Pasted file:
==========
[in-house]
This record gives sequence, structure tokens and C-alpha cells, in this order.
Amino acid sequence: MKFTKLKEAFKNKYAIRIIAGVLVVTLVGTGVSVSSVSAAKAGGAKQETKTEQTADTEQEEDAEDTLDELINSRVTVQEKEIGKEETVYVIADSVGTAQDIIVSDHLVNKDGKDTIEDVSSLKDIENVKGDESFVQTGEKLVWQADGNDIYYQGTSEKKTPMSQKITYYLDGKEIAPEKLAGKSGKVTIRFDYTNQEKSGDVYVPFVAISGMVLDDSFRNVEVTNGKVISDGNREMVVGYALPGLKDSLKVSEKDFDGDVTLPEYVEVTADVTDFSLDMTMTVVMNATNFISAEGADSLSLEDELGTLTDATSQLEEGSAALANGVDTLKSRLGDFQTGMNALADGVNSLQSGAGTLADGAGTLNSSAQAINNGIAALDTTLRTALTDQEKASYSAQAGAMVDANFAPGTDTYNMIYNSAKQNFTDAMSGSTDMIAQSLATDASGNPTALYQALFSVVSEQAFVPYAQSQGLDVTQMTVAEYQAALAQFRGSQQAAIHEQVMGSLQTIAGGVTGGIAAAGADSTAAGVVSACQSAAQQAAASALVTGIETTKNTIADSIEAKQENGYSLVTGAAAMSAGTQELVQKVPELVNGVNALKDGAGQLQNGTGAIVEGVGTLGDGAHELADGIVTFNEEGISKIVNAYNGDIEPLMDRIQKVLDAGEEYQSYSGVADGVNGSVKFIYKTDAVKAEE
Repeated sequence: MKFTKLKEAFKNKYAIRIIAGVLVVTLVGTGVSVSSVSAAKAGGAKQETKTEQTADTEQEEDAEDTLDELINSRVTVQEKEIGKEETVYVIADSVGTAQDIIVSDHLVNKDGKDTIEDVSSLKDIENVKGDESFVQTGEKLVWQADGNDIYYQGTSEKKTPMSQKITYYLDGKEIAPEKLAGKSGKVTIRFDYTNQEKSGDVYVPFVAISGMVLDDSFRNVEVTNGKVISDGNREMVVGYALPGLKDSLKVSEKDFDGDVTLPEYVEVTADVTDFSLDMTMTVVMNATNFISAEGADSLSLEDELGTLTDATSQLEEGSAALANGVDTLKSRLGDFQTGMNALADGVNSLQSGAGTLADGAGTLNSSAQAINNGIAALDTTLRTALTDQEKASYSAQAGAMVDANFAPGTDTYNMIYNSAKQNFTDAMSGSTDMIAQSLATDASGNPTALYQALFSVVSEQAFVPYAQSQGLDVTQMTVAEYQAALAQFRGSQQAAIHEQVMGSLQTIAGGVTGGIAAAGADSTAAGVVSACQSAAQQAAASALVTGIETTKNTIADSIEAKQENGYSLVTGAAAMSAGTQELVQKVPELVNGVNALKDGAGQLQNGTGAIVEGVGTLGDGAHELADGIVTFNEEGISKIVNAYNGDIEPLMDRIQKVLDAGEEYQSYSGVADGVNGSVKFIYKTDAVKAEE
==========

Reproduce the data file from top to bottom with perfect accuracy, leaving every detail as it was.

[in-house]
This record gives sequence, structure tokens and C-alpha cells, in this order.
Amino acid sequence: MKFTKLKEAFKNKYAIRIIAGVLVVTLVGTGVSVSSVSAAKAGGAKQETKTEQTADTEQEEDAEDTLDELINSRVTVQEKEIGKEETVYVIADSVGTAQDIIVSDHLVNKDGKDTIEDVSSLKDIENVKGDESFVQTGEKLVWQADGNDIYYQGTSEKKTPMSQKITYYLDGKEIAPEKLAGKSGKVTIRFDYTNQEKSGDVYVPFVAISGMVLDDSFRNVEVTNGKVISDGNREMVVGYALPGLKDSLKVSEKDFDGDVTLPEYVEVTADVTDFSLDMTMTVVMNATNFISAEGADSLSLEDELGTLTDATSQLEEGSAALANGVDTLKSRLGDFQTGMNALADGVNSLQSGAGTLADGAGTLNSSAQAINNGIAALDTTLRTALTDQEKASYSAQAGAMVDANFAPGTDTYNMIYNSAKQNFTDAMSGSTDMIAQSLATDASGNPTALYQALFSVVSEQAFVPYAQSQGLDVTQMTVAEYQAALAQFRGSQQAAIHEQVMGSLQTIAGGVTGGIAAAGADSTAAGVVSACQSAAQQAAASALVTGIETTKNTIADSIEAKQENGYSLVTGAAAMSAGTQELVQKVPELVNGVNALKDGAGQLQNGTGAIVEGVGTLGDGAHELADGIVTFNEEGISKIVNAYNGDIEPLMDRIQKVLDAGEEYQSYSGVADGVNGSVKFIYKTDAVKAEE
Repeated sequence: MKFTKLKEAFKNKYAIRIIAGVLVVTLVGTGVSVSSVSAAKAGGAKQETKTEQTADTEQEEDAEDTLDELINSRVTVQEKEIGKEETVYVIADSVGTAQDIIVSDHLVNKDGKDTIEDVSSLKDIENVKGDESFVQTGEKLVWQADGNDIYYQGTSEKKTPMSQKITYYLDGKEIAPEKLAGKSGKVTIRFDYTNQEKSGDVYVPFVAISGMVLDDSFRNVEVTNGKVISDGNREMVVGYALPGLKDSLKVSEKDFDGDVTLPEYVEVTADVTDFSLDMTMTVVMNATNFISAEGADSLSLEDELGTLTDATSQLEEGSAALANGVDTLKSRLGDFQTGMNALADGVNSLQSGAGTLADGAGTLNSSAQAINNGIAALDTTLRTALTDQEKASYSAQAGAMVDANFAPGTDTYNMIYNSAKQNFTDAMSGSTDMIAQSLATDASGNPTALYQALFSVVSEQAFVPYAQSQGLDVTQMTVAEYQAALAQFRGSQQAAIHEQVMGSLQTIAGGVTGGIAAAGADSTAAGVVSACQSAAQQAAASALVTGIETTKNTIADSIEAKQENGYSLVTGAAAMSAGTQELVQKVPELVNGVNALKDGAGQLQNGTGAIVEGVGTLGDGAHELADGIVTFNEEGISKIVNAYNGDIEPLMDRIQKVLDAGEEYQSYSGVADGVNGSVKFIYKTDAVKAEE